Mark Valencia writes... Tenors, those kings of the limelight, rarely take second place to anyone; but in the six songs of Das Lied von der Erde it's the alto soloist (or occasionally a baritone, Mahler’s option) who reigns supreme. Her colleague is left to chip in with three numbers, respectively on drinking, being young and being drunk, that amount to no more than a quarter of this song-cycle Symphony's running time and even less than that of its elusive, illusory beauty.
But help is at hand for the poor tenor. A few years ago Mark Elder took pity and commissioned Colin Matthews to revise the heavy orchestration for the opening ‘Das Trinklied von Jammer der Erde’, and this version has been performed not only by the Hallé in Manchester but also, in 2013, by Elder and the London Philharmonic at the Royal Festival Hall. So this was not, pace the BBC Proms billing, the London premiere.
As Colin Anderson pointed out in his review of that London concert, Mahler orchestrated for instruments whose decibel potential was lower than their modern counterparts, so there is a case for saying that all Matthews has done is to rein in the wild horses of the original. Matthews himself states that he took his cue from a remark made by Mahler to Otto Klemperer during rehearsals for the Eighth Symphony that “If you find anything wrong in my music it's not only your right to correct it but your duty”. Yet is anything wrong with the music? Good conductors will manage the balance from within, and usually they do.
Sir Mark, of course, is much more than a 'good' conductor, and this Proms account of Das Lied was profoundly moving despite imperfections in the Hallé's playing that included a splashed horn entry right at the start. Time and again he conducted the text as surely as the music, placing himself at one with his soloists, nowhere more so than in the listless yet sublime second song, ‘Der Einsame im Herbst’. If there was a slight ponderousness to ‘Von der Jugend’, and an uncertain pulse to ‘Von der Schönheit’, the four outer settings were marked by radiant delights, not least a 31-minute ‘Abschied’ of heart-stopping beauty in which he employed portamento and tenuto in homeopathically restrained quantities but with transcendent impact.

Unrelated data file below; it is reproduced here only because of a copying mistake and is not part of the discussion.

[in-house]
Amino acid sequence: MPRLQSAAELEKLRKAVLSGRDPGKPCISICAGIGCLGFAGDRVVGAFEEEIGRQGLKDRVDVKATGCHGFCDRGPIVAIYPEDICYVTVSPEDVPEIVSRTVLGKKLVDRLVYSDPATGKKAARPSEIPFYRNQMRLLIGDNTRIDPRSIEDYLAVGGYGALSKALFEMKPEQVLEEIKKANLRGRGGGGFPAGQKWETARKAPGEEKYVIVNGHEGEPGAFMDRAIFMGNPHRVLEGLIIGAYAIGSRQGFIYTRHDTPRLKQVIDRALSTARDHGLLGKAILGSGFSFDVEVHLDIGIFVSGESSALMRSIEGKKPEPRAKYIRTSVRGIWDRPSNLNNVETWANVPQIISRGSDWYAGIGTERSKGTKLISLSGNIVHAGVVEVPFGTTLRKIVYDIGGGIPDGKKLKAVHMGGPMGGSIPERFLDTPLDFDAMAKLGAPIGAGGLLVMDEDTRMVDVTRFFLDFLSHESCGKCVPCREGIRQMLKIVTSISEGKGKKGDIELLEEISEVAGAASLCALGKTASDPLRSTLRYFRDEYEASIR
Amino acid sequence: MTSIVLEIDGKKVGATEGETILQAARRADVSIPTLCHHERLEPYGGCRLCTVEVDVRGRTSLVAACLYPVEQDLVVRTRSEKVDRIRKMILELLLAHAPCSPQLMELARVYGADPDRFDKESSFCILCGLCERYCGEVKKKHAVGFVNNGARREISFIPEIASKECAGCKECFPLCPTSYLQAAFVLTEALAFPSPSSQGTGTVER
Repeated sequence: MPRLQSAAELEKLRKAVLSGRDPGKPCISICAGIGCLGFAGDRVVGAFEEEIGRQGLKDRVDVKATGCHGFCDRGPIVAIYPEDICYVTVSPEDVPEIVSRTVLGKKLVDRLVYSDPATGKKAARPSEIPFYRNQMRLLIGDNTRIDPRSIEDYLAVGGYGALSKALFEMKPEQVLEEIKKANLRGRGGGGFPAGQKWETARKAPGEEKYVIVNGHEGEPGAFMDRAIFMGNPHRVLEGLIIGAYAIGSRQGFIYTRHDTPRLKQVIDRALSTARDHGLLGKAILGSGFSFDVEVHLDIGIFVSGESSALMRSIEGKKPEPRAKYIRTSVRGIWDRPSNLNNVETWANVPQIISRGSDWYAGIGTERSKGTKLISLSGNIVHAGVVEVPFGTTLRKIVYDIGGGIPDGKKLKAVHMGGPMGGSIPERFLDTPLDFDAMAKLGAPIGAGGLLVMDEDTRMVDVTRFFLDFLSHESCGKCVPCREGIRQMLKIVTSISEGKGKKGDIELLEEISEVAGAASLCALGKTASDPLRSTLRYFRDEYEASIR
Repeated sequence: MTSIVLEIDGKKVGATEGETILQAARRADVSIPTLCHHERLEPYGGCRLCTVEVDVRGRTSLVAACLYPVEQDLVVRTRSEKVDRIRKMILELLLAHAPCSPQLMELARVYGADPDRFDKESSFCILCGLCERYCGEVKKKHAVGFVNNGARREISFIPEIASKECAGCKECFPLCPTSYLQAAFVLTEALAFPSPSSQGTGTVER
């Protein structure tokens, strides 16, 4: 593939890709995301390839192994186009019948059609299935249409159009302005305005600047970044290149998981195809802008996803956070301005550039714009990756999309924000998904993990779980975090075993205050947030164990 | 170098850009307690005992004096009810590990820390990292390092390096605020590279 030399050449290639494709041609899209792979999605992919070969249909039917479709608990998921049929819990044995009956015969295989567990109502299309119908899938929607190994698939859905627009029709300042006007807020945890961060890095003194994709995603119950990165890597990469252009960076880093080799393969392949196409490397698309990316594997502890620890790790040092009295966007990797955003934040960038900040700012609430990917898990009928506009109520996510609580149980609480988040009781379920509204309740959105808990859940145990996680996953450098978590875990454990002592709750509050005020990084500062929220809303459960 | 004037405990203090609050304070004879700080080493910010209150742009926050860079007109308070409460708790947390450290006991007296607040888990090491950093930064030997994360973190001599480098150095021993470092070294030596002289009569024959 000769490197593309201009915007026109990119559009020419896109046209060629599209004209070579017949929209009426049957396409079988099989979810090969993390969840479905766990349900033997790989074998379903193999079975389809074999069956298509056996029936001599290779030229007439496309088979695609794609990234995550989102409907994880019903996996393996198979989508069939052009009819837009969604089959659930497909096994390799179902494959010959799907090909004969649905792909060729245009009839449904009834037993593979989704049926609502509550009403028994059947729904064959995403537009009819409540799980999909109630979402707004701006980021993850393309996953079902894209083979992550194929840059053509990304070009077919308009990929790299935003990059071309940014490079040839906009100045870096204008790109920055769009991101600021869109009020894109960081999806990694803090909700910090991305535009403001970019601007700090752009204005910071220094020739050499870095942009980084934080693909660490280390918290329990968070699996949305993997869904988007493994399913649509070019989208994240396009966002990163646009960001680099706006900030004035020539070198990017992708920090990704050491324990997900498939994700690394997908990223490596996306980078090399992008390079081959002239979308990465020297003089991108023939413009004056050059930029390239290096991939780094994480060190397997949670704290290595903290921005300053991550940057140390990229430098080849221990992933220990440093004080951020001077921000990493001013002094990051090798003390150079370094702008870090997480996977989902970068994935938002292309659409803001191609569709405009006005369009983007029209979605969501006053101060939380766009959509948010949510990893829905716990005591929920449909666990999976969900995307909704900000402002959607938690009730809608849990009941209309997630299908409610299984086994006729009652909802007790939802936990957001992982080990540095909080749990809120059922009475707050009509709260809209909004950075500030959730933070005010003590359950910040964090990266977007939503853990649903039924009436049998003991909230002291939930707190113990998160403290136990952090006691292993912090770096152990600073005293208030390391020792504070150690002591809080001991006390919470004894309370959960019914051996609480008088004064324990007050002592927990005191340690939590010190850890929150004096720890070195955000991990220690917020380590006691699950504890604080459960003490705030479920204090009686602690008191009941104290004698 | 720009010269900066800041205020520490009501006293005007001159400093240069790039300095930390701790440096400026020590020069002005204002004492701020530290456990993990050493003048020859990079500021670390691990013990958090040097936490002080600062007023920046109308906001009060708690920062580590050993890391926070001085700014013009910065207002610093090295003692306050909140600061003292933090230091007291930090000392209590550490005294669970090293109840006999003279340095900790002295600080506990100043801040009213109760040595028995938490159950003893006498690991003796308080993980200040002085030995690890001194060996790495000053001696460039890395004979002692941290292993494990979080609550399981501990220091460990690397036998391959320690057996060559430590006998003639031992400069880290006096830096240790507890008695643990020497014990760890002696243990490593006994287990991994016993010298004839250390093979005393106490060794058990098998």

He was helped in no small measure by some magnificent woodwind contributions, and by Alice Coote, in the form of her life and more expressive of the songs' inner meaning than almost anyone else I've heard. Tiny moments provoked shudders, for example the way she leaned into “kalter” at "Ein kalter Wind" (a cold wind) in ‘Der Einsame im Herbst’. ‘Abschied’ was a farewell of the utmost desolation, and the final repetitions of "Ewig" hung suspended in time and space.
The American tenor Gregory Kunde confirmed both the strengths and weaknesses that were heard a month or two back in the Royal Opera's Il trovatore. He possesses all the musicianship and technique the songs require, but age and experience have opened up a hairline flaw in his voice that prevents it from ringing as cleanly as it needs to in this music. Kunde is no Heldentenor, which is not of itself a problem – especially with Matthews to help him out in the opening song – but on the other hand his voice cuts through the texture with a duller glint than is ideal.
Colin Matthews composed his Berceuse for Dresden in 2005 to commemorate the rebuilding of that city's Frauenkirche following its destruction by the Allies 60 years earlier. Berceuse (lullaby) is a curious choice of title for music that's more like a minor-key threnody: the mournfully expressive admixture of hope to grief, healing to despair, is extraordinarily moving but hardly conducive to a good night's sleep. Leonard Elschenbroich led a reading of superb eloquence, his instrument rarely venturing far in terms of range or tempo, but always probing and keening while the orchestra rippled through all manner of figures, now slow and reflective, now quicksilver and fleet. The recorded sound of (presumably) the real Dresden bells, sounding from high in the Gallery of the Royal Albert Hall, brought the absorbing (here) 12-minute piece to an intense climax.
The concert had begun with a dark-hued account of Berlioz's episodic King Lear Overture, which Elder conducted from memory and which, as the composer intended, he imbued with a regal solemnity that flaked away into a febrile unpredictability where, ultimately, even key-signatures cease to be constant. It was Shakespeare's character to the life.